The Town & county of Gloucester have been fine – they have sent us 20 cases various things- Plum Puddings – apples – warm clothes etc all for the men and officers; a representative of the Mayor came onboard while we were at [censored]  the other day & brought them all down. I had a letter from Bee [Ben?] today saying she had sent me some cyder apple jelly – but I have’nt got it yet – it apparently just missed me before we left – but I am sending for the case or whatever it is-

How are your officers getting on. Hope they are fitting into the Delaford methods- and are a success.

You can’t realize how backward I am with my letters; I have had absolutely no time since we left. We’ve been on the hop all the time.

Well I wish you a very happy Christmas & New Year under the circumstances.

My very best love to you all
Your ever loving son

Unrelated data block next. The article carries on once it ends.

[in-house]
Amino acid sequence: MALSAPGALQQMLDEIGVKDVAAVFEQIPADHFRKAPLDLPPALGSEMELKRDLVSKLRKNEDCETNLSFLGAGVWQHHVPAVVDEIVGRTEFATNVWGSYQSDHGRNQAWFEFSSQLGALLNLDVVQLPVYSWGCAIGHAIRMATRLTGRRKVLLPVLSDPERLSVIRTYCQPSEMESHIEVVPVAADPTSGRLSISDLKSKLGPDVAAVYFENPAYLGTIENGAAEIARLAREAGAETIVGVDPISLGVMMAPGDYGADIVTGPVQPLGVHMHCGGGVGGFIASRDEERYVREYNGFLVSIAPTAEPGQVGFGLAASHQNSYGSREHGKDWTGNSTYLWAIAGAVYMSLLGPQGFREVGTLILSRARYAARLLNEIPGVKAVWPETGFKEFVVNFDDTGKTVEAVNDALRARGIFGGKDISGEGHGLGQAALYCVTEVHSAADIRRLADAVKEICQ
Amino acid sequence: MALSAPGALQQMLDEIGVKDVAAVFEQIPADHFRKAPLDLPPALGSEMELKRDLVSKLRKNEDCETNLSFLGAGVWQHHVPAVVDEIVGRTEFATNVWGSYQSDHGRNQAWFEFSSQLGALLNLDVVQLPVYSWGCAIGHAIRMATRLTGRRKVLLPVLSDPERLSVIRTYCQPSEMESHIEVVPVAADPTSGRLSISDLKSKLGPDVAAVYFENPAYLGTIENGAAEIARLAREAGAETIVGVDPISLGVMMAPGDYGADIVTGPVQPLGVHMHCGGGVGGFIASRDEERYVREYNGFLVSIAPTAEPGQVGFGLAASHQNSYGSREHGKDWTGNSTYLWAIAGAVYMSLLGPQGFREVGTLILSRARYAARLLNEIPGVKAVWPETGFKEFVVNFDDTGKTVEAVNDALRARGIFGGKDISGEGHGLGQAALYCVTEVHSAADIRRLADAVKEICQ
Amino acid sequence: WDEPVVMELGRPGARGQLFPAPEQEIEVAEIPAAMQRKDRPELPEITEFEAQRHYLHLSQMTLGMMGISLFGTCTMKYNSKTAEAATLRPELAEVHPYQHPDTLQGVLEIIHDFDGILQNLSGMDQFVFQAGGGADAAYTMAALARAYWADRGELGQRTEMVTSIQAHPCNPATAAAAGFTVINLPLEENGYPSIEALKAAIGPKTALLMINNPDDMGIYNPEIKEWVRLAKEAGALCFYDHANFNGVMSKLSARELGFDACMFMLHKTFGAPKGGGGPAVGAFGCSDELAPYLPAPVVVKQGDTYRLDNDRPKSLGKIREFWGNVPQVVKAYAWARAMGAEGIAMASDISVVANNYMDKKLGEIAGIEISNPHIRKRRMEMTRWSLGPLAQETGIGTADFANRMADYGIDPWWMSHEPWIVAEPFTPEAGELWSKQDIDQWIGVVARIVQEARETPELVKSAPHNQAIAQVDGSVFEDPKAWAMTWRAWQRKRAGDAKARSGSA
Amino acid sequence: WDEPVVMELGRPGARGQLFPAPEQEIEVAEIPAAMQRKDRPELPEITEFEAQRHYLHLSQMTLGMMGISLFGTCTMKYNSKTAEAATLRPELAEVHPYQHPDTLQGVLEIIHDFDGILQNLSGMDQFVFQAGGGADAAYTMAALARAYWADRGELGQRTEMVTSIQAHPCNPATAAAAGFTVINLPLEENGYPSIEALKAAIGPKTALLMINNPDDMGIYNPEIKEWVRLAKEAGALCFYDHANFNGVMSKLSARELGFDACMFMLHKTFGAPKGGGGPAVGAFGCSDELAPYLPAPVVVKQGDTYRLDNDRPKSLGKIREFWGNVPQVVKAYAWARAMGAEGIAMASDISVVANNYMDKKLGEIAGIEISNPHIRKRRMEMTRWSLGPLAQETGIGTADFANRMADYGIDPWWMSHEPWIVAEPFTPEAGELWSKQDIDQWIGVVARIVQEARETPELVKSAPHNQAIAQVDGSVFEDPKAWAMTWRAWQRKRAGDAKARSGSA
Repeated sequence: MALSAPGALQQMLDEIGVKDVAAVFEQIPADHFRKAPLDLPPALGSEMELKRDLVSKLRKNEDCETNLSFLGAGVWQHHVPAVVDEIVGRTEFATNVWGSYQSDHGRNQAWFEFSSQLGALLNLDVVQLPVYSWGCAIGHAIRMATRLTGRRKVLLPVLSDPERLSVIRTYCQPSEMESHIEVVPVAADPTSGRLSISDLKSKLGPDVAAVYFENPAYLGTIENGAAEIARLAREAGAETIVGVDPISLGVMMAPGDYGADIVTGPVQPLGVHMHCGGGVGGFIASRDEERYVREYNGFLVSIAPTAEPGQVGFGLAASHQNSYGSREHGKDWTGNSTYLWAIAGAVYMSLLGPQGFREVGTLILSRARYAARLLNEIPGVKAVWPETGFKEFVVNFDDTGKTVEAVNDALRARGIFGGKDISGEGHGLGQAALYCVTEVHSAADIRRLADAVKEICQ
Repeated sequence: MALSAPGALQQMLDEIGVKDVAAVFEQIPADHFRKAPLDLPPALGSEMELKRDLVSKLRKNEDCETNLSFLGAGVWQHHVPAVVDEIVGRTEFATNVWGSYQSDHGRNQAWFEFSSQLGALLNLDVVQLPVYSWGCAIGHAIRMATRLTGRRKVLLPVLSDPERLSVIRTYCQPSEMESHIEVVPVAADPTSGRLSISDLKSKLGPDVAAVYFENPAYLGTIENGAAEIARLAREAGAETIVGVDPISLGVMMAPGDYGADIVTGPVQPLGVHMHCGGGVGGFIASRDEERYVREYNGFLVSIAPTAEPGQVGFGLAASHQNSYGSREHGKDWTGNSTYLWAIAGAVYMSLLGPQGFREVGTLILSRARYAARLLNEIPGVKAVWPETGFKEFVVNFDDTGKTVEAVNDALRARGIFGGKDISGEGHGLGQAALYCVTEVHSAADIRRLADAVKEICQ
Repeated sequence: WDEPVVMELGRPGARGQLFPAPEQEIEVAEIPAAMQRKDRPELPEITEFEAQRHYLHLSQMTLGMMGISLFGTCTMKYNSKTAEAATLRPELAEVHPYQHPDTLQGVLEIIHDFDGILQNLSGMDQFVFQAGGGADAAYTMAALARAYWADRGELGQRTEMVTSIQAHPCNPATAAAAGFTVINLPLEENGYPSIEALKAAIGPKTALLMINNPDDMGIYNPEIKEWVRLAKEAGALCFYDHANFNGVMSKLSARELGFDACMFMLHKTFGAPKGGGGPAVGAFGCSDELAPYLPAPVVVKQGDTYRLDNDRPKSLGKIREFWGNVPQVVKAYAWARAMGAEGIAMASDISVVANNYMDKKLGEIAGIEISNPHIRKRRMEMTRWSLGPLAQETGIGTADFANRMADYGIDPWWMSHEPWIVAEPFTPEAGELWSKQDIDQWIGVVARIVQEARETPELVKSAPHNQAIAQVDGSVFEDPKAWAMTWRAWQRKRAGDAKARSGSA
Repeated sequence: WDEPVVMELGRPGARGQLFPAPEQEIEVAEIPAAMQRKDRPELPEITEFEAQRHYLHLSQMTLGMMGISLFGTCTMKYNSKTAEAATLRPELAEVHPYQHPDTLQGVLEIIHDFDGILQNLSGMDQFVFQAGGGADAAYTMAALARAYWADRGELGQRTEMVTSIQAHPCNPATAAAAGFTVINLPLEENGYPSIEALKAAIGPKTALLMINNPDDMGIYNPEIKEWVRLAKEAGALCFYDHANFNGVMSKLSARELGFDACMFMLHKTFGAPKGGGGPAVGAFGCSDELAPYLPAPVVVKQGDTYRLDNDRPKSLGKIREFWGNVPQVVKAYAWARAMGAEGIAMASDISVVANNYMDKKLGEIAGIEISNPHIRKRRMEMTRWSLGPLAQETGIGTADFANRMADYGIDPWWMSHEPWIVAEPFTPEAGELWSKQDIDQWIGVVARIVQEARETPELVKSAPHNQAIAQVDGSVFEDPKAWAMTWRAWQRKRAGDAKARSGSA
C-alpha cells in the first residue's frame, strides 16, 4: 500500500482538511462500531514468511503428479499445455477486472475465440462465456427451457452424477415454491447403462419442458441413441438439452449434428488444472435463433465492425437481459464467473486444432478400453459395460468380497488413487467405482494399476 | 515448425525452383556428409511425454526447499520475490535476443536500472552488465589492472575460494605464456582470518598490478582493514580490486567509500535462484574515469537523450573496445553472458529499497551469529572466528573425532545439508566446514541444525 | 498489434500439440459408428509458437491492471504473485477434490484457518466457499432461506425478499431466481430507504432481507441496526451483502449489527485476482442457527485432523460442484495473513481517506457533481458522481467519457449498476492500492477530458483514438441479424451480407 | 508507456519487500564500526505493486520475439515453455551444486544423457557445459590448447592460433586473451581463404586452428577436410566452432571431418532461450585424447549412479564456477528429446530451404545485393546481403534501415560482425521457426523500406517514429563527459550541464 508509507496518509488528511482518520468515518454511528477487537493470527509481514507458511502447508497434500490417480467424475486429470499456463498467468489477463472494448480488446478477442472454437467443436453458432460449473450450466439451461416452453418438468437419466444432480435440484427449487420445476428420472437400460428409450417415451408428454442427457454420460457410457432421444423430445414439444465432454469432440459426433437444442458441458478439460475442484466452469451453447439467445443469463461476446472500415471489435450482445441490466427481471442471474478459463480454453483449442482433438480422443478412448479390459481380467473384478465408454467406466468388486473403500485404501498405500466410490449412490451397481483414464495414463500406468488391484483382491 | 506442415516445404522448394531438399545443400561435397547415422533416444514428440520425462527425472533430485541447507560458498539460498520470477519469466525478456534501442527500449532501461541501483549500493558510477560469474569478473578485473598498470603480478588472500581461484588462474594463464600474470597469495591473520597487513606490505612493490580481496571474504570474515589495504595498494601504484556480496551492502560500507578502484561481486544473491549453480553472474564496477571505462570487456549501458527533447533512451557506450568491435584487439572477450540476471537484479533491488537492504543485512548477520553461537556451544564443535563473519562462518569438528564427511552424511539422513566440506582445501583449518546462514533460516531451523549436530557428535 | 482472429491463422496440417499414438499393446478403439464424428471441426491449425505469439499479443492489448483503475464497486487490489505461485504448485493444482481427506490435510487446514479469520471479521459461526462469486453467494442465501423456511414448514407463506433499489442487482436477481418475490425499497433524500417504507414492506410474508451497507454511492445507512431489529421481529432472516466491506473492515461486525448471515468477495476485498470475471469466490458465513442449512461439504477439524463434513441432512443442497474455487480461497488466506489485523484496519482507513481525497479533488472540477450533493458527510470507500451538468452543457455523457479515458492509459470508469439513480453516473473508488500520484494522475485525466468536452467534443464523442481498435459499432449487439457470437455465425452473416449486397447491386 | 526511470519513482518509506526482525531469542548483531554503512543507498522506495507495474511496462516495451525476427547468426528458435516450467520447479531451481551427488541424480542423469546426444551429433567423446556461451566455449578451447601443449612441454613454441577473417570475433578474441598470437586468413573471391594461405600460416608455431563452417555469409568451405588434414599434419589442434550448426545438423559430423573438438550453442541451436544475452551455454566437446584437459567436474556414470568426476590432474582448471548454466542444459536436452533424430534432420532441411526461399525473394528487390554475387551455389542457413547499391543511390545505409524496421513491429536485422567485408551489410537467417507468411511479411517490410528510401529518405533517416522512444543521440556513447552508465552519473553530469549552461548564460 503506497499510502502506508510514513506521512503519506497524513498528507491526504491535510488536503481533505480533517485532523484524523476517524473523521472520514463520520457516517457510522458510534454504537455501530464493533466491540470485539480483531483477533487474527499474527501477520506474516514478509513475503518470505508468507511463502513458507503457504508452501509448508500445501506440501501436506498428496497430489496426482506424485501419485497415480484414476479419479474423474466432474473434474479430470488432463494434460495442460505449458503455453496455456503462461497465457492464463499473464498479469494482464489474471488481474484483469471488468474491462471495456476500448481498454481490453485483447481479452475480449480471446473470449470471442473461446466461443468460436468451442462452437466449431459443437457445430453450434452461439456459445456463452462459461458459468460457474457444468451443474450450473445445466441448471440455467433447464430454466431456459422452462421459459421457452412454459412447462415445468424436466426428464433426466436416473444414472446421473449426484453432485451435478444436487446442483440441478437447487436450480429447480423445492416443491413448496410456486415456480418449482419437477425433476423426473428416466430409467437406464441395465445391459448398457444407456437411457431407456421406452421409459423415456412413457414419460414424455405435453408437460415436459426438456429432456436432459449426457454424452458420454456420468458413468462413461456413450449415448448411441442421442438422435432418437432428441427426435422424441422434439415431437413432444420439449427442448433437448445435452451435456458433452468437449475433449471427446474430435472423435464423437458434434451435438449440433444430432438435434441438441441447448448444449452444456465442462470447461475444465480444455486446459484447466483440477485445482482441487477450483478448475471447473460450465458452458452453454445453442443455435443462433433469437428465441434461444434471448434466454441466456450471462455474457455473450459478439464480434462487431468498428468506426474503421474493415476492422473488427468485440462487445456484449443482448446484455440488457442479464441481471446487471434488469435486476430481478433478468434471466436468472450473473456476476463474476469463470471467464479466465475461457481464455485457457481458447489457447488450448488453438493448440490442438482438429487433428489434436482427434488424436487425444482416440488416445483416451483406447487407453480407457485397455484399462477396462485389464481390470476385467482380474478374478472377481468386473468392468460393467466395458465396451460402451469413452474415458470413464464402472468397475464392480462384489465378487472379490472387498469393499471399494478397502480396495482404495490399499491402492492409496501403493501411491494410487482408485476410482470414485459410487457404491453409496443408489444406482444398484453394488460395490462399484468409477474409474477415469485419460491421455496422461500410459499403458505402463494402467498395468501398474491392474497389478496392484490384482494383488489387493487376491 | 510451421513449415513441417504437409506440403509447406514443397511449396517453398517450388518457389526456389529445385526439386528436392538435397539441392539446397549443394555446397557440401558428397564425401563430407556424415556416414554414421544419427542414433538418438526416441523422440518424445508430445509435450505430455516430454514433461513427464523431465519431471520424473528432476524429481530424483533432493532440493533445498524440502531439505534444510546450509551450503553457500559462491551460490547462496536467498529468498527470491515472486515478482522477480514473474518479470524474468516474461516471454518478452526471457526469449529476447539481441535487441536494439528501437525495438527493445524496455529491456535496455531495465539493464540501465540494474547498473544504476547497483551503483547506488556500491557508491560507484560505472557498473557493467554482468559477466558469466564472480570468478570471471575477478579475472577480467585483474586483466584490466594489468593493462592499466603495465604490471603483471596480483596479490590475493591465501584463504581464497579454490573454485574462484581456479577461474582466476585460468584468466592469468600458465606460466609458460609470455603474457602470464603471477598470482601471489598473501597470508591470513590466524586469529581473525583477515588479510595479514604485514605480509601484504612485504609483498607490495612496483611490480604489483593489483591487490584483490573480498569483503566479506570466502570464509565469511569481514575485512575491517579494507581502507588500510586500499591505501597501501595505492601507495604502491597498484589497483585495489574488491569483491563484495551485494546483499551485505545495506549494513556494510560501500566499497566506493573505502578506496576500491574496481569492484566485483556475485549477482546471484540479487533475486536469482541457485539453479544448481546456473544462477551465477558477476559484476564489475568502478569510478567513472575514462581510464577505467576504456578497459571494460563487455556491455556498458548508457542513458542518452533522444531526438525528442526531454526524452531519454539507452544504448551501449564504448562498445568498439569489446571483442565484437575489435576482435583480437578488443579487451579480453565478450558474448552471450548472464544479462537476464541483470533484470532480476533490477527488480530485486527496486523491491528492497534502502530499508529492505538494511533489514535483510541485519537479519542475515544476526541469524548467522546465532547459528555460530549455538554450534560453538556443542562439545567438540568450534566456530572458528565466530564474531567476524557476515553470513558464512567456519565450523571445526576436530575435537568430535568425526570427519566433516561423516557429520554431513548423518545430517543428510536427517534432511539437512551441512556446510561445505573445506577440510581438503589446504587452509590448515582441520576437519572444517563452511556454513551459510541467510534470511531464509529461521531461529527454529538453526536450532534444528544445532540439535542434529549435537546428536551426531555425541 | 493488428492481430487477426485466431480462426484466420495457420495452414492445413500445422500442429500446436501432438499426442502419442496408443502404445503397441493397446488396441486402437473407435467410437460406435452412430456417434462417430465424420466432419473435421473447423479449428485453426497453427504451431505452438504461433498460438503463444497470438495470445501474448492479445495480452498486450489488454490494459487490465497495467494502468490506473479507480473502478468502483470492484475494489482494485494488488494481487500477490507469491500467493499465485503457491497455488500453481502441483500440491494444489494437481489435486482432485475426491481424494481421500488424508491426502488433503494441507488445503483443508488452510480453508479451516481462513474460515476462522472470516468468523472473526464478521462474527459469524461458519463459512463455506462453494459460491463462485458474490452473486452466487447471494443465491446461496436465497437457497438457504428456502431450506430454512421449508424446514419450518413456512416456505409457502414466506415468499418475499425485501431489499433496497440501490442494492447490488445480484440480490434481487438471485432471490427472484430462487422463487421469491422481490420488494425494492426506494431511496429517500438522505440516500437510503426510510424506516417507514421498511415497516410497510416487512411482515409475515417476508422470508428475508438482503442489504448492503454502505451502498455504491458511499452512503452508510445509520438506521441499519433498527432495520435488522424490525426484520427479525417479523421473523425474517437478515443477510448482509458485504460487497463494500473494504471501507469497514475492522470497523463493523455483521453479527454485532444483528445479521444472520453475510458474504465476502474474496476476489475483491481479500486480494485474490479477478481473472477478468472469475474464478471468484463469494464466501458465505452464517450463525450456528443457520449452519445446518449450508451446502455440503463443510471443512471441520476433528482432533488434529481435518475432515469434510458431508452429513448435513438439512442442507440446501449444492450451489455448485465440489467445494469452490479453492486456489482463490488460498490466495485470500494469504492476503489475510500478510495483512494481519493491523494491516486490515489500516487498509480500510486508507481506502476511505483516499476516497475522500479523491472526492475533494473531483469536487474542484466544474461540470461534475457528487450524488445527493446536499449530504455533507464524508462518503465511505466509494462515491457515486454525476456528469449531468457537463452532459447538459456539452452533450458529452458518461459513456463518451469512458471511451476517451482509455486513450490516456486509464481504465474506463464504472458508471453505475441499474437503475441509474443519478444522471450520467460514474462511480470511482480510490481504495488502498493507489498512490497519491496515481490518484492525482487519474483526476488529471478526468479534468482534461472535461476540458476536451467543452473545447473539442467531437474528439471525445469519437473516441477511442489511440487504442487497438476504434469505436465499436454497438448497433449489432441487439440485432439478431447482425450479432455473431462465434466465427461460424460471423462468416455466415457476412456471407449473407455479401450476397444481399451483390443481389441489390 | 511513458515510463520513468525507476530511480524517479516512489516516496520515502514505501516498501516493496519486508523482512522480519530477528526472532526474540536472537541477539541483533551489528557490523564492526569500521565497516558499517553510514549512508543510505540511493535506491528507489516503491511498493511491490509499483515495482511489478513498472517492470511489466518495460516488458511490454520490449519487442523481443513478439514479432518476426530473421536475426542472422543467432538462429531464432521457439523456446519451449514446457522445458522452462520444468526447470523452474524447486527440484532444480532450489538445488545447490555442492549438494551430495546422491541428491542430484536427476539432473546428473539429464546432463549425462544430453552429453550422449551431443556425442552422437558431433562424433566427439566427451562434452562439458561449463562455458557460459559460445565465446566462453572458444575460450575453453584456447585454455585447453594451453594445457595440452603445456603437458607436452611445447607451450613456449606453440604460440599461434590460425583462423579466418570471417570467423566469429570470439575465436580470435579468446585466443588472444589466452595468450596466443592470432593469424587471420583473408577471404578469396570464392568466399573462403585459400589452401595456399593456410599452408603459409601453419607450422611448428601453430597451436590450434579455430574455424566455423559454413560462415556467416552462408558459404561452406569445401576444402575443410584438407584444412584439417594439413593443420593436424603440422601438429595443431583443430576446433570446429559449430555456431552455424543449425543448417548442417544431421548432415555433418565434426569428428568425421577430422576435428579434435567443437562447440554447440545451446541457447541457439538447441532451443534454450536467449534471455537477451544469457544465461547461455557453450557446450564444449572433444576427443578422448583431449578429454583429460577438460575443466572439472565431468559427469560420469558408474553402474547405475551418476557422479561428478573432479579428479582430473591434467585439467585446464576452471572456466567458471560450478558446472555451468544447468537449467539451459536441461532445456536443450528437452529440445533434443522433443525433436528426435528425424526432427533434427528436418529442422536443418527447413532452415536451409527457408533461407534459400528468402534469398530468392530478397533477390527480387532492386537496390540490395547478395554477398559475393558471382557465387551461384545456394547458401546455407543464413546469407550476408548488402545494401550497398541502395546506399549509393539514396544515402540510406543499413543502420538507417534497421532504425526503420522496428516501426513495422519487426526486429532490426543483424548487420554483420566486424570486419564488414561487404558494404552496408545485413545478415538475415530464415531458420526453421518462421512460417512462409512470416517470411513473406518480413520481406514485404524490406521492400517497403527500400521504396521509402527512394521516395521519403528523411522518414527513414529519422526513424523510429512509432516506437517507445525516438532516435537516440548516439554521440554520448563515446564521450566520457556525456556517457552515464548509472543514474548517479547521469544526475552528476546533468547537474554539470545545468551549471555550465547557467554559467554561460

Paul.

Dont forget to send me a piece of the family Plum Pudding.

 

20 December 1914 – Ted to Ben

Dec 20th

Dear Ben

Thanks most awfully for the parcel of mitts etc; they are lovely, and much appreciated and quickly found takers. That’s the best of those small parcels, you can dispose of them easily and they are most frightfully useful to fill up losses and things which have got torn or worn out-

Nothing much doing at present. The weather is fairly miserable, very damp and raw, & it keeps on raining on and off. However, tap wood, the men are keeping wonderfully fit, & they’ve certainly got enough clothes on. Bobby Reed went in to officiate for poor Young – I told you he had died of his wounds, did’nt I? – for a day or two at Brigade H.Q., and while there managed to get his parcel of uniform, & now sides about in it! He says it’s so much nicer than this thin stuff, as being warm, you dont have to wear such tons of stuff underneath.